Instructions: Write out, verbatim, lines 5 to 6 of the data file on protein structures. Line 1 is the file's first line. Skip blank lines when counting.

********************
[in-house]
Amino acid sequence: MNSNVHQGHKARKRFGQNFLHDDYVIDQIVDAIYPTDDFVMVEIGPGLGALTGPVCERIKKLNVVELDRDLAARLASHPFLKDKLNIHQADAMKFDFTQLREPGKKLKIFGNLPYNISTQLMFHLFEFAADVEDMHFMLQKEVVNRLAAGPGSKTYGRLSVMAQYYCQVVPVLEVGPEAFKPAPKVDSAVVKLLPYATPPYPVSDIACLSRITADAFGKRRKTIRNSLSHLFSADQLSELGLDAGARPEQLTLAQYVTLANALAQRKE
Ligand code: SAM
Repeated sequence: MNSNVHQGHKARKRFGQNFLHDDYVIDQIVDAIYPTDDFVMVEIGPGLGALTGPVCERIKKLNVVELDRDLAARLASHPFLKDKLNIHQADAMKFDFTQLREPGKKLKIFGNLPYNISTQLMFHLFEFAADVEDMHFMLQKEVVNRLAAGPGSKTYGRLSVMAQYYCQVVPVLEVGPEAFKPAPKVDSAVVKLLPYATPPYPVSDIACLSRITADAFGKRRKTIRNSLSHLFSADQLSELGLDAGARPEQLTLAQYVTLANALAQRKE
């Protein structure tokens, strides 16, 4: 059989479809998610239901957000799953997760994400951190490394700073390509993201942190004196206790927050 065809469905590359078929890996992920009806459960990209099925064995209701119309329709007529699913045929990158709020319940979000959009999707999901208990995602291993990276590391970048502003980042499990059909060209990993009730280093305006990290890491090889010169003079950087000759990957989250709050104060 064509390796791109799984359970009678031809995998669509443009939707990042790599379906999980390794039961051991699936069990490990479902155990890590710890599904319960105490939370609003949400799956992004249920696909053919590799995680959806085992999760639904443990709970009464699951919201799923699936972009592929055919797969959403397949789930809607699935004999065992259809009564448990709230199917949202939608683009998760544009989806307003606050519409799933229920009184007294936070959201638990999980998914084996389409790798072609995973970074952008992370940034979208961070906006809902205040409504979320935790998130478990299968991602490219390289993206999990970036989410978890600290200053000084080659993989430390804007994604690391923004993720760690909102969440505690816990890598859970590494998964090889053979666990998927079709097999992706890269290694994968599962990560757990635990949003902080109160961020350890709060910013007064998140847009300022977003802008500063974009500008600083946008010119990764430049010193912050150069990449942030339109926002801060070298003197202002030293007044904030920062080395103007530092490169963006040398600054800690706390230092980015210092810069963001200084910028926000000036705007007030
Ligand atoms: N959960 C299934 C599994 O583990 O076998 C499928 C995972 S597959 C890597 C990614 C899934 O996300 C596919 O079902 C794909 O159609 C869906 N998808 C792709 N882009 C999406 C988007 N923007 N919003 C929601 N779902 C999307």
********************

């Protein structure tokens, strides 16, 4: 059989479809998610239901957000799953997760994400951190490394700073390509993201942190004196206790927050 065809469905590359078929890996992920009806459960990209099925064995209701119309329709007529699913045929990158709020319940979000959009999707999901208990995602291993990276590391970048502003980042499990059909060209990993009730280093305006990290890491090889010169003079950087000759990957989250709050104060 064509390796791109799984359970009678031809995998669509443009939707990042790599379906999980390794039961051991699936069990490990479902155990890590710890599904319960105490939370609003949400799956992004249920696909053919590799995680959806085992999760639904443990709970009464699951919201799923699936972009592929055919797969959403397949789930809607699935004999065992259809009564448990709230199917949202939608683009998760544009989806307003606050519409799933229920009184007294936070959201638990999980998914084996389409790798072609995973970074952008992370940034979208961070906006809902205040409504979320935790998130478990299968991602490219390289993206999990970036989410978890600290200053000084080659993989430390804007994604690391923004993720760690909102969440505690816990890598859970590494998964090889053979666990998927079709097999992706890269290694994968599962990560757990635990949003902080109160961020350890709060910013007064998140847009300022977003802008500063974009500008600083946008010119990764430049010193912050150069990449942030339109926002801060070298003197202002030293007044904030920062080395103007530092490169963006040398600054800690706390230092980015210092810069963001200084910028926000000036705007007030
Ligand atoms: N959960 C299934 C599994 O583990 O076998 C499928 C995972 S597959 C890597 C990614 C899934 O996300 C596919 O079902 C794909 O159609 C869906 N998808 C792709 N882009 C999406 C988007 N923007 N919003 C929601 N779902 C999307």